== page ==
The weather finally cleared and we flew to the remote airstrip at Qaarsut settlement, before making the short hop to Uummannaq island by helicopter. Whilst Uummannaq is the main hub town for the area, there isn’t enough flat land to land an aircraft on the island, so the airport had to be built at the opposite side of the fjord at Qaarsut, with a short hop via helicopter to get to the island.
As the helicopter flew over the island, we treated to this amazing sight of the tiny island of Uummannaq. The pilot knew that we were photographers, so he deliberately did a 360 turn so that everyone could get a view of the island. Having said that, the window of opportunity for shooting the island is very small and I only managed two frames that conatined all the island, before the pilot banked round to land.
I’m used to these remote settlements leading a precarious existence, on the edge of economic and social collapse, so I wasn’t prepared to arrive in a bustling and thriving town of 1400 people, that appeared to have good levels of employment and a good standard of living. As a measure of how well the island is doing, the children we spoke to planned to stay on the island and work.
Tourism is a relatively new thing in Uummannaq, particularly in the winter. The island doesn’t yet have a hotel, but it does have a number of rooms and houses available for rent and several well stocked supermarkets, so it would actually be a viable destination for independent travellers. With neither hotel nor guest house accommodation available, the group of 11 of us were split up into four different houses, we then all met in one central house for our meals, cooked by Nina a local cook who did a wonderful job. This rather smart, newly modernised house is where three of us stayed, with a perfect view of the heart shaped mountain. Whilst our house was beautiful both inside and out, it did have the drawback, that it was 20 minutes hike steeply uphill from the harbour. But on the plus side, we were closest to the lake.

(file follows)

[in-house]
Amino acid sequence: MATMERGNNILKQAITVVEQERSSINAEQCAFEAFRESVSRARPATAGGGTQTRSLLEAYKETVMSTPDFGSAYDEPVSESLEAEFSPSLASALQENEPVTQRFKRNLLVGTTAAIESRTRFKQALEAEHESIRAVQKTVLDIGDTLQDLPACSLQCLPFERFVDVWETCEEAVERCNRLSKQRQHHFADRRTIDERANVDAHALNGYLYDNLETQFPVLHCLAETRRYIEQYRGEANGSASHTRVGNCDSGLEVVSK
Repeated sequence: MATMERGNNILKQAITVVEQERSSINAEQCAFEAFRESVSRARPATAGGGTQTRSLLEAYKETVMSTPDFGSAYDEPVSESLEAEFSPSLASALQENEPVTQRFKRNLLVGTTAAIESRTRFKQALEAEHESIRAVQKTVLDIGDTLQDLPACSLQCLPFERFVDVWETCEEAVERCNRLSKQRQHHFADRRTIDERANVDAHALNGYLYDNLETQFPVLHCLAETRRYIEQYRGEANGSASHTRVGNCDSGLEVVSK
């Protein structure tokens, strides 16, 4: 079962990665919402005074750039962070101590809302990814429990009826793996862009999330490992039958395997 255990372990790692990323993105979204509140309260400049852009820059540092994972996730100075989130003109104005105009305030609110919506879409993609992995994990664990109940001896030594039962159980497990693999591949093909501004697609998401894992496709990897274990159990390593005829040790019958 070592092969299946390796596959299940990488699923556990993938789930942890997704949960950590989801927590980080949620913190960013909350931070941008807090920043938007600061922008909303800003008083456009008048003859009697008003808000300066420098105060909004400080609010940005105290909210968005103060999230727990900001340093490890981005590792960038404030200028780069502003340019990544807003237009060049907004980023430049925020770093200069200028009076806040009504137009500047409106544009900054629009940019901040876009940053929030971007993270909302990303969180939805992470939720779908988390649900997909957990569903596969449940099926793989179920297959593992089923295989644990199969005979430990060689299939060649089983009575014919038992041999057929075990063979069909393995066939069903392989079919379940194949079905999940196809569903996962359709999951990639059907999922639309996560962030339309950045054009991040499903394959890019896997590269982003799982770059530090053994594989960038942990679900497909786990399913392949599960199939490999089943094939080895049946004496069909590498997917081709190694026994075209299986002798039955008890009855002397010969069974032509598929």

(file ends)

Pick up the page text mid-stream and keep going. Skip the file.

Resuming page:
To say that he view out of my room window was idyllic, would be something of an understatement.
Once settled in, we were able to explore the island with its heart shaped mountain and frozen mountain lake covered in the most fascinating array of cracks. With the temperature hovering around -15C, I spent a pretty cold hour knelt on the ice, waiting for the light.
We were fascinated by the cracks in the ice, so we returned to the lake several times during the six days we were on the island. I didn’t realise at the time just how lucky I was at the time to capture this image, but with the regular snow flurries blowing in, this first afternoon proved to be the only time, this area of the ice wasn’t covered in snow.
With temperatures now hovering around minus 20C, the sea had frozen over and we were able to walk out onto the sea ice to get a close up view of these immense bergs.
The light over the mountains behind Qaarsut in the early morning light was simply sublime.
On our fifth day in Uummannaq, we woke to some nice light, so we skipped breakfast and headed out onto the sea ice. There was a strong wind, and it was bitterly cold and my eyes watered continuously, so it was hard to see my images on the monitor, but I really enjoyed shooting these abstracts. After an hour or so, we adjourned to the supermarket for some Danish pastries, then on to Cafemma for a coffee and a much needed warm up.
All week, we’d been fascinated by the ice patterns, but actually capturing them in a satisfactory manner had proved to be quite difficult. Eventually, we settled on late afternoon when the light had gone off the ice, giving us this pleasingly dark background as a contrast to the white of the cracks.
The town itself is built on the lower slopes of the mountain and many of the houses and streets are accessed by this jumble of staircases. By the time we came to leave Uummannaq, we felt that we knew most of the shortcuts.
All too soon the trip was over and we boarded the helicopter to fly back out again. This time I was sitting on the wrong side of the helicopter, but once again the pilot did a 360 so we could all get a good view of this stunningly pretty little island.
The postponement of our flights to and from Uummannaq, meant that we’d also missed our flights out of Ilulissat, so we now had a few spare days in Ilulissat whilst we waited for the next flight out to Reykjavik.
This gave me the chance to visit the Kangia glacier and marvel at the wonders of nature again.
Covid induced delays meant I”d been looking forwards to this trip for almost two years, so I embarked on this journey with very high hopes, but I’m pleased to say that in many ways it exceded my expectations. Wild Photography Holidays did a great job and Uummannaq really is a unique place, so I’m really pleased I managed to get there. As I’ve said before, when you achieve your dreams, it gives you the chance to dream some more. So where’s next?………………..